LIVE FROM THE HEADLINES
Interview With Peter Manso
Aired August 29, 2003 - 20:42 ET
THIS IS A RUSH TRANSCRIPT. THIS COPY MAY NOT BE IN ITS FINAL FORM AND MAY BE UPDATED.
SOLEDAD O'BRIEN, CNN ANCHOR: It is 39 days and counting until the California recall. Arnold Schwarzenegger has given a couple of different answers to questions about his 1977 interview with the adult magazine "Oui." An interview which quoted him as saying he took part in group sex and used marijuana and hashish. Joining us from Hyannis, Massachusetts tonight is the man who asked the questions, author and journalist Peter Manso. Good evening. It's nice to see you, Peter, thanks for joining us.
PETER MANSO, AUTHOR/JOURNALIST: Sure thing.
O'BRIEN: As you well know, when Arnold Schwarzenegger was first asked about the article, this is what he replied. Let's listen.
(BEGIN VIDEO CLIP)
ARNOLD SCHWARZENEGGER (R), CALIFORNIA GUBERNATORIAL CANDIDATE: I never lived my life to be a politician. I never lived my life to be the governor of California. Obviously ,I've made statements that are ludicrous, and crazy, and outrageous and all those things, because that's the way I always was. I was always outrageous. Otherwise I wouldn't have done the things that I did in my career, with the body building and the show business and all the things. I was always out there.
(END VIDEO CLIP)
O'BRIEN: A little bit of a change in tune when last night he said this.
(BEGIN VIDEO CLIP)
SCHWARZENEGGER: I have no memory of any of the articles I did 20 or 30 years ago.
(END VIDEO CLIP)
O'BRIEN: You have said this is the classic nondenial denial. I'm curious to know, did Arnold Schwarzenegger ever specifically say to you that he had plans to run for office one day?
MANSO: Well, it was pretty clearly intimated. In fact, what sort of impressed me most about spending the two or three days interviewing him, albeit 25 years ago, was the fact that Arnold was a guy at that point, what was he, 29 years old, who had figured out the rest of his life. He was going on to a Hollywood movie career. And then he very carefully, very articulately pointed out that he was aware that all stars had a kind of in-built half-life and that he envisioned a business career, and possibly even a political career later on in life. And he was talking this way 25 years ago.
But I think it's kind of interesting, the kind of switch that's gone on in his two responses to this piece. He says that he never lived his life as a governor or candidate. Well, I don't think that's really true. And I think most political correspondents, people who follow the scene in California, will agree with me on that.
O'BRIEN: The interview, as you pointed out, was in-depth, it was over several days. You got to know him very well. Do you feel like the Arnold Schwarzenegger that we see today shaking hands, meeting the potential voters, does he bear similarities to the Arnold Schwarzenegger that you got to know over a fairly long time?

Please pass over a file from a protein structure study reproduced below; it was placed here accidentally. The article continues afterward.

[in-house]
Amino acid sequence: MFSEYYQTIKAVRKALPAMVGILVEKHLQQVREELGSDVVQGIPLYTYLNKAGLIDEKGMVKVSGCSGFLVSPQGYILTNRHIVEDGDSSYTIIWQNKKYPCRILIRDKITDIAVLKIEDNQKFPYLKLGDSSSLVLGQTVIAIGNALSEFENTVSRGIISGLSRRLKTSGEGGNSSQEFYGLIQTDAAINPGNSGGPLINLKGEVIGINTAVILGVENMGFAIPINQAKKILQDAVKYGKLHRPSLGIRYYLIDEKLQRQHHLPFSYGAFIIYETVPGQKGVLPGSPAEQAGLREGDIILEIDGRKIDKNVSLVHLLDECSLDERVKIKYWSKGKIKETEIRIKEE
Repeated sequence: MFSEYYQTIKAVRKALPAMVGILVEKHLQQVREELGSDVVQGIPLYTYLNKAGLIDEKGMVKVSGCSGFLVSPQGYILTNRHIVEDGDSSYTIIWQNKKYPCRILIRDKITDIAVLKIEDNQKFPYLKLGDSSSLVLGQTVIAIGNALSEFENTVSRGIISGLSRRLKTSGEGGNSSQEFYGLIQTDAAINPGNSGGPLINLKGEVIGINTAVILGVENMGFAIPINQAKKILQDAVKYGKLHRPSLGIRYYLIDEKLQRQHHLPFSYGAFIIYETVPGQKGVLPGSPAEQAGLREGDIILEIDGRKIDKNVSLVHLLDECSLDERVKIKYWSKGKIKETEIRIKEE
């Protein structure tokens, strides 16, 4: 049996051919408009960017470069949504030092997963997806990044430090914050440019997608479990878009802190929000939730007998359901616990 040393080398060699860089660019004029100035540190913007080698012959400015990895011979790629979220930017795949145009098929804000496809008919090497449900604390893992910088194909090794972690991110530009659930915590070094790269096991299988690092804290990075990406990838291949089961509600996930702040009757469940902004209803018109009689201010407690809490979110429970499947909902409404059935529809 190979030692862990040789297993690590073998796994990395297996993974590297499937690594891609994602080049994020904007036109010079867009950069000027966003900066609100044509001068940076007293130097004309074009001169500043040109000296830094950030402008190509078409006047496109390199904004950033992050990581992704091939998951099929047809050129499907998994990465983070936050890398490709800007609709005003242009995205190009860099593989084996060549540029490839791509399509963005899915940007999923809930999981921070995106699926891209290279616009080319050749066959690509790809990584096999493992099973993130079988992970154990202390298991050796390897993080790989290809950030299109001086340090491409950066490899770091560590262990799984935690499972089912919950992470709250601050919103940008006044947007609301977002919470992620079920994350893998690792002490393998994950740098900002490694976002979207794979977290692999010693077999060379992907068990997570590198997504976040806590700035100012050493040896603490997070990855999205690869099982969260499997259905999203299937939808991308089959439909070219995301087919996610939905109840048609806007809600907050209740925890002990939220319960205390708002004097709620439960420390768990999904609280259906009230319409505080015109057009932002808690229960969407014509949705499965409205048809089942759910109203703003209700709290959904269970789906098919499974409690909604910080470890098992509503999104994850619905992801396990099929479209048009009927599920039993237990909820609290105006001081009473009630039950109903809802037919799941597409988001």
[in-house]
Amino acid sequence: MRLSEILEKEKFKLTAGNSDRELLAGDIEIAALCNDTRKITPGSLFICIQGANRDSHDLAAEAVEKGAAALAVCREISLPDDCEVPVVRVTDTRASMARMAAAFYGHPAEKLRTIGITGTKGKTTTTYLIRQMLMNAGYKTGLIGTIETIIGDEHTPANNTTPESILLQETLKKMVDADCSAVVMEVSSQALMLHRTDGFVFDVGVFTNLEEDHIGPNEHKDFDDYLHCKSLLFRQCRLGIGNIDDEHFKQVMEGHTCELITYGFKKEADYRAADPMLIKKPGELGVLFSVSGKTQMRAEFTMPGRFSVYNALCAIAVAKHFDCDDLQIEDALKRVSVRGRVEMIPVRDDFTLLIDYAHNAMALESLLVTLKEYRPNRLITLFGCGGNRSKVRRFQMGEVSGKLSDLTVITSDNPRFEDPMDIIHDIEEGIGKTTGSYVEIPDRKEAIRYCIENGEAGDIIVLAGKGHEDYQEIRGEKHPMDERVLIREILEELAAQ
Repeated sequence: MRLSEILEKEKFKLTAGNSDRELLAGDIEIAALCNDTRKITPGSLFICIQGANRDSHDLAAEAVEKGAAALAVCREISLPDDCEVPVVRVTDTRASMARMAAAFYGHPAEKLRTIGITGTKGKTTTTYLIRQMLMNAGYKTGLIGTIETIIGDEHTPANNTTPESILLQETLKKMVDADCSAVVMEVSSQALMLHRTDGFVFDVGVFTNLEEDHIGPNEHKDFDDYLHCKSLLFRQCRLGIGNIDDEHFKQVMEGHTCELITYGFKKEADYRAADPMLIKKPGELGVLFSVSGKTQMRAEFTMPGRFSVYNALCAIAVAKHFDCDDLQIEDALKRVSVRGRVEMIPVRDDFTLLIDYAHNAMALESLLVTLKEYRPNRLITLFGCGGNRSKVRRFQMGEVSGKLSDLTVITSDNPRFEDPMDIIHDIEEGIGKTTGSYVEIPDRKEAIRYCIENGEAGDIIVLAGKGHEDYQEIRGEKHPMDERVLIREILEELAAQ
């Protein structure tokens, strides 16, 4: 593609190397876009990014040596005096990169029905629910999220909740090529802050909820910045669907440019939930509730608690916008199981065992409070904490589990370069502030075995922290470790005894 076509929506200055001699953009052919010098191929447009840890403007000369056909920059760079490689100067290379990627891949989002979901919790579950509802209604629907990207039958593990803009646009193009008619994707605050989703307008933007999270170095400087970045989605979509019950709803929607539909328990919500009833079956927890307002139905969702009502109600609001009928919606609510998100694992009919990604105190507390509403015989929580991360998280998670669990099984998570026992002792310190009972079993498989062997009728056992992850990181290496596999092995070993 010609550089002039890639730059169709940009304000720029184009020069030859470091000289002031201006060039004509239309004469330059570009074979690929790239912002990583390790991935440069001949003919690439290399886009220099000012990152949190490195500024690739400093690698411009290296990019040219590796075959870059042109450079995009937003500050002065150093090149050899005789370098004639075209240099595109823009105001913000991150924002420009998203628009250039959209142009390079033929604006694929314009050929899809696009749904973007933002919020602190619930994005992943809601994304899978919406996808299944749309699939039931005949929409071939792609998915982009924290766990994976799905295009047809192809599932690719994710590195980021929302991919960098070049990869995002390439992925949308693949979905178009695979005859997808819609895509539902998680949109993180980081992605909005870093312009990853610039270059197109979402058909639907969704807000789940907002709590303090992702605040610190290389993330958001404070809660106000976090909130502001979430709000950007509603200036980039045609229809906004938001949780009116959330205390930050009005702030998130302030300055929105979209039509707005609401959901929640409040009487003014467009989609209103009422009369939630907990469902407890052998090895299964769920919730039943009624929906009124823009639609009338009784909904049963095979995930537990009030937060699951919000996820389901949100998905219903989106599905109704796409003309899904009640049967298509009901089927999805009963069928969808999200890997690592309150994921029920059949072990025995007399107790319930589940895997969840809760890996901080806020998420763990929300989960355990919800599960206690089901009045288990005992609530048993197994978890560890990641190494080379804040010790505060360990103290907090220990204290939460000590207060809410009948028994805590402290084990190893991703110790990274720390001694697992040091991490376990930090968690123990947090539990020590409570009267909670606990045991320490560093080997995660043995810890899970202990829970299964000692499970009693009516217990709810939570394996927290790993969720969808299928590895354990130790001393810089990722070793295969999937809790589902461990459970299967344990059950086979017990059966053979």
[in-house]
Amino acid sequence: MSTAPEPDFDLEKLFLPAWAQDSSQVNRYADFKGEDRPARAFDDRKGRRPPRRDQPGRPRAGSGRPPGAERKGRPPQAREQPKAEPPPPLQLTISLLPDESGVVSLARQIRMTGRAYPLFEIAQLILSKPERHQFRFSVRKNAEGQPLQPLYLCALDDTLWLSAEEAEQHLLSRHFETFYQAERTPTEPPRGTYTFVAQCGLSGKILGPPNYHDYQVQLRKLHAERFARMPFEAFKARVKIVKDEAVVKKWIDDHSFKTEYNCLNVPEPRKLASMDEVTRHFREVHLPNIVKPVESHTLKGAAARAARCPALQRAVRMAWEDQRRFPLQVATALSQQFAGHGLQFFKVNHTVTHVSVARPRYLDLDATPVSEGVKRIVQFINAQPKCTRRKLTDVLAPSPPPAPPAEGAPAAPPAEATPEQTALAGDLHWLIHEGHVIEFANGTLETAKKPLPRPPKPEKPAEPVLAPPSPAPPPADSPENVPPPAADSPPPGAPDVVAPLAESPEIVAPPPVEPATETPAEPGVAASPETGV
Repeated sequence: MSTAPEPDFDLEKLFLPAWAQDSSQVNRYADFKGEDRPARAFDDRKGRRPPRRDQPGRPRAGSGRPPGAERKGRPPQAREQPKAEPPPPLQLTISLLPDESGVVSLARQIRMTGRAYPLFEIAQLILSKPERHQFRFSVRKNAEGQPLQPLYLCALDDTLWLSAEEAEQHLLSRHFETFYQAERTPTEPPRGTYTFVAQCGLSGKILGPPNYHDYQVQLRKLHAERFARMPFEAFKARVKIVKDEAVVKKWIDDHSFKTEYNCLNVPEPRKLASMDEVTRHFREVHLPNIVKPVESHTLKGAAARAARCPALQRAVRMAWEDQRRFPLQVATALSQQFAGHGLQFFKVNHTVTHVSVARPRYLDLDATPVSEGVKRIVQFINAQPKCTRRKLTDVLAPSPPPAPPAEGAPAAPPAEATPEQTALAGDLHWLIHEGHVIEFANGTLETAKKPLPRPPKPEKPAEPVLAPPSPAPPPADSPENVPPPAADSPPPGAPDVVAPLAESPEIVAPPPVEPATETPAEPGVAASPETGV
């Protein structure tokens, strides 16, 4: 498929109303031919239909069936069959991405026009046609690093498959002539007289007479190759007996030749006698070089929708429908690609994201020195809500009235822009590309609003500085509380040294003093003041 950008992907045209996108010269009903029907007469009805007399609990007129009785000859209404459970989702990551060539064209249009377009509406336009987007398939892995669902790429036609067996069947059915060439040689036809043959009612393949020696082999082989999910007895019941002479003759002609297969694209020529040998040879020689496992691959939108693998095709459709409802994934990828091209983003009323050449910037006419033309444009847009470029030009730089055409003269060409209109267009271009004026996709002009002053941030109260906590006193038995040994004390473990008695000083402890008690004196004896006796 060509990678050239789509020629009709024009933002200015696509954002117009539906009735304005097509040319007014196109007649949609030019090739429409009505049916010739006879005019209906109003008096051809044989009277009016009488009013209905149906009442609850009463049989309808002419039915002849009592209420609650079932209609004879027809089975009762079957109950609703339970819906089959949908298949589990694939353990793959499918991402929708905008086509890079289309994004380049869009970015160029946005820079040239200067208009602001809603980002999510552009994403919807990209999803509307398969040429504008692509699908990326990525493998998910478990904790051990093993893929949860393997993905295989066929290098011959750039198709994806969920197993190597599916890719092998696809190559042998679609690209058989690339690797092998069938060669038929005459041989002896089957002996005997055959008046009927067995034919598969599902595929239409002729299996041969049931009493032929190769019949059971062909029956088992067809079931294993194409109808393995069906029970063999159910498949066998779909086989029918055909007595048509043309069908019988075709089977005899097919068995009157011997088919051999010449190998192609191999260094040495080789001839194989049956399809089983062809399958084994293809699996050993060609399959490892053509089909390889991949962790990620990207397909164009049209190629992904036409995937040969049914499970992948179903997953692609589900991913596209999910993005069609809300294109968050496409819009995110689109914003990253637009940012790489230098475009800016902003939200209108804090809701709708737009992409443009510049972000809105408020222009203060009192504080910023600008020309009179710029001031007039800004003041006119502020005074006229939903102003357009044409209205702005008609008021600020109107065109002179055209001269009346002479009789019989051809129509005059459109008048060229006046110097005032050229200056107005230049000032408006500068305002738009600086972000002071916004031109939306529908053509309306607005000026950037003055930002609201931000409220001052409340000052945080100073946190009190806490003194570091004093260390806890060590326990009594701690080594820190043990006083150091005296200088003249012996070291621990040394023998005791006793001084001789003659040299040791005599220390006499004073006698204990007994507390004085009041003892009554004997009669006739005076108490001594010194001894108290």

MANSO: Well, I would be dishonest or disingenuous if I didn't say that I found him to be utterly charming, beguiling in fact. This is a guy filled with energy. Socially very adept. And clearly Arnold possesses those skills in his very fingertips.
I think the question, the real question here is does the Arnold reflected -- or is the Arnold reflected in the interview the same Arnold of today. I think it's a very legitimate question.
Ultimately, I can't answer that. I can point out, however, that there have been in the past several years several in-depth pieces in completely responsible magazines, "Premiere" magazine, "Esquire" magazine, which have fairly clearly and accurately and in detail spoken of Arnold's what we'll call the woman, or female factor in Arnold's life. So it's not merely -- the question is not created merely by this interview, which is no masterpiece. It was a fun thing to do, which was done 25 years ago.
O'BRIEN: The interview was done, in fact, 25 years ago as the movie "Pumping Iron" was being released. And several years later, Arnold Schwarzenegger actually bought all the rights to that film, and he also bought the rights to the outtake. Do you know why he did that?
MANSO: Well, I've heard the same thing, and I've gotten it from the most reliable of sources, and he paid a huge amount of money for this, as well. It's my understanding that this transaction took place, oh, I don't know, seven or eight years ago. And smart money is on the -- well, the answer to the question simply is that he was buying up the potential embarrassment when and if he ran for public office. Supposedly the outtakes, outtakes being the stuff filmed that was not used in the final film, included the very orgies and sex play that he speaks of in the interview that I conducted with him.
O'BRIEN: You told Paula yesterday...
MANSO: "Pumping Iron..."
O'BRIEN: I'm sorry, go ahead. MANSO: Well, all I was going to add is that "Pumping Iron" was a marvelous movie. It was shot in cinema verite, meaning simply that the camera was always going in Gold's Gym where these guys worked out. And the logical interpretation of Arnold's buying up this material is that he was basically trying to bury it, knowing full well that someday he was going to be running for public office some day. It's potentially embarrassing material.
O'BRIEN: Author Peter Manso, thanks for joining us this evening, appreciate it.
MANSO: Thank you.
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